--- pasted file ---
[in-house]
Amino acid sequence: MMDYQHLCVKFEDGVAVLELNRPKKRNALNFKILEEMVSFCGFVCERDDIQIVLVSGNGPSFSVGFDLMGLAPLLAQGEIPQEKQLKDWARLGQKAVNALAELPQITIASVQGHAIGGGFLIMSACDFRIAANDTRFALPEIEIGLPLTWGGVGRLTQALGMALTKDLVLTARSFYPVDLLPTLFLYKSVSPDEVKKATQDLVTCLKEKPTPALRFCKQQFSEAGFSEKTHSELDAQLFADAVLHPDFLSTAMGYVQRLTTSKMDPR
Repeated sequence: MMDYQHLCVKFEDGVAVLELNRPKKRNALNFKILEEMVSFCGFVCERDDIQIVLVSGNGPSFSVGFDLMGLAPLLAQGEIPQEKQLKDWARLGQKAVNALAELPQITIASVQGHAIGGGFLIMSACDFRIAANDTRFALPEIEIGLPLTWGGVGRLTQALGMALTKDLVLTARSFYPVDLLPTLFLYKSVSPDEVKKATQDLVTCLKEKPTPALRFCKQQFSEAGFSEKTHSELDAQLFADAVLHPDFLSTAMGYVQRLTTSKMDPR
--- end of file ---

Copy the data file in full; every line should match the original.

[in-house]
Amino acid sequence: MMDYQHLCVKFEDGVAVLELNRPKKRNALNFKILEEMVSFCGFVCERDDIQIVLVSGNGPSFSVGFDLMGLAPLLAQGEIPQEKQLKDWARLGQKAVNALAELPQITIASVQGHAIGGGFLIMSACDFRIAANDTRFALPEIEIGLPLTWGGVGRLTQALGMALTKDLVLTARSFYPVDLLPTLFLYKSVSPDEVKKATQDLVTCLKEKPTPALRFCKQQFSEAGFSEKTHSELDAQLFADAVLHPDFLSTAMGYVQRLTTSKMDPR
Repeated sequence: MMDYQHLCVKFEDGVAVLELNRPKKRNALNFKILEEMVSFCGFVCERDDIQIVLVSGNGPSFSVGFDLMGLAPLLAQGEIPQEKQLKDWARLGQKAVNALAELPQITIASVQGHAIGGGFLIMSACDFRIAANDTRFALPEIEIGLPLTWGGVGRLTQALGMALTKDLVLTARSFYPVDLLPTLFLYKSVSPDEVKKATQDLVTCLKEKPTPALRFCKQQFSEAGFSEKTHSELDAQLFADAVLHPDFLSTAMGYVQRLTTSKMDPR